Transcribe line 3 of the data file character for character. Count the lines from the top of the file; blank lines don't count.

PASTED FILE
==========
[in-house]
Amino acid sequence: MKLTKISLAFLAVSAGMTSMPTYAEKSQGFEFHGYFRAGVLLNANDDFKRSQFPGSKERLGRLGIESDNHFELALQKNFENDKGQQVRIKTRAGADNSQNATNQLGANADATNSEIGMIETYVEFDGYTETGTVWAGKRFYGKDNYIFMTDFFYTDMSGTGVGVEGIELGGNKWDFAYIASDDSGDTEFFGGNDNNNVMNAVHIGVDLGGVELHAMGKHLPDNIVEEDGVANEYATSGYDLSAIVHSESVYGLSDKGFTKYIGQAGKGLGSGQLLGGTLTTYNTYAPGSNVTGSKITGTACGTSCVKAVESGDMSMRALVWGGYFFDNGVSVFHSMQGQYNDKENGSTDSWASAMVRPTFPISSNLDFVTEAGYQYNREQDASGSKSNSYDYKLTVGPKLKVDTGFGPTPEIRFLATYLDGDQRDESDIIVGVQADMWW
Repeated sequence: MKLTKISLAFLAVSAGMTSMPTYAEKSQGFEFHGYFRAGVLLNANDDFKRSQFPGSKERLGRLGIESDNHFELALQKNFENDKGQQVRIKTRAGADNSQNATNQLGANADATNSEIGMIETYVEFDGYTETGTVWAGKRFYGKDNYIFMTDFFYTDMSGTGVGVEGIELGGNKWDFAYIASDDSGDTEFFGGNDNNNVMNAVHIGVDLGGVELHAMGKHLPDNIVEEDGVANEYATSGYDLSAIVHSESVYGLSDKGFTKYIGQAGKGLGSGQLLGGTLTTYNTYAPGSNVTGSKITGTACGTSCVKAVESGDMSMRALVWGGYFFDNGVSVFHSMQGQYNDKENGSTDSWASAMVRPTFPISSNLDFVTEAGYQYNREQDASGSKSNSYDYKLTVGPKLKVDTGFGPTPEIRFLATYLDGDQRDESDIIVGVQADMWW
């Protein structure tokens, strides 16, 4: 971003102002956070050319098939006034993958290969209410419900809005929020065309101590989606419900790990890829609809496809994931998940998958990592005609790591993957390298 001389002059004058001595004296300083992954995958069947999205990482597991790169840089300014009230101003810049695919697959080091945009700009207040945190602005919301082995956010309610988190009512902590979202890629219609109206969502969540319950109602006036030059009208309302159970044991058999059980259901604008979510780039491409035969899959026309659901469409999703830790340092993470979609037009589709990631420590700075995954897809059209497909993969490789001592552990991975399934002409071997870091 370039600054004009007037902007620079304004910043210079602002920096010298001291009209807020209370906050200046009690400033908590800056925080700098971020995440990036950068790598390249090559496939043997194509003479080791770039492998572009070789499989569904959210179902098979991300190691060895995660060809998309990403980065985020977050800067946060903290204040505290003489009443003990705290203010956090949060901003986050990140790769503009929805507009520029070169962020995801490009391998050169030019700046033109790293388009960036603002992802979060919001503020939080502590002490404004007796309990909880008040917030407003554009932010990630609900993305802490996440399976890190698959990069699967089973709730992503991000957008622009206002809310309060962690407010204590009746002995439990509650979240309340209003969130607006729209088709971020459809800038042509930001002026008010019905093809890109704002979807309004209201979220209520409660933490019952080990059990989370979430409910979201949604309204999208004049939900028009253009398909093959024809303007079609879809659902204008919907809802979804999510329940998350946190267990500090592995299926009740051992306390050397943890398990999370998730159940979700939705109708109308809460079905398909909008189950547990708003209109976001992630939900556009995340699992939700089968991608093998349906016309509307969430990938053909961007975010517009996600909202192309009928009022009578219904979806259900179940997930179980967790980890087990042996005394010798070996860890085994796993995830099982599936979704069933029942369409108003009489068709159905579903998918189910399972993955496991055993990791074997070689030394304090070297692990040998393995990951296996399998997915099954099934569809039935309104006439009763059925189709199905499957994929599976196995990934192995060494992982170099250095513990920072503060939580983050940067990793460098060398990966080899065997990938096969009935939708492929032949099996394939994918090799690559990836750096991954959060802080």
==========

Repeated sequence: MKLTKISLAFLAVSAGMTSMPTYAEKSQGFEFHGYFRAGVLLNANDDFKRSQFPGSKERLGRLGIESDNHFELALQKNFENDKGQQVRIKTRAGADNSQNATNQLGANADATNSEIGMIETYVEFDGYTETGTVWAGKRFYGKDNYIFMTDFFYTDMSGTGVGVEGIELGGNKWDFAYIASDDSGDTEFFGGNDNNNVMNAVHIGVDLGGVELHAMGKHLPDNIVEEDGVANEYATSGYDLSAIVHSESVYGLSDKGFTKYIGQAGKGLGSGQLLGGTLTTYNTYAPGSNVTGSKITGTACGTSCVKAVESGDMSMRALVWGGYFFDNGVSVFHSMQGQYNDKENGSTDSWASAMVRPTFPISSNLDFVTEAGYQYNREQDASGSKSNSYDYKLTVGPKLKVDTGFGPTPEIRFLATYLDGDQRDESDIIVGVQADMWW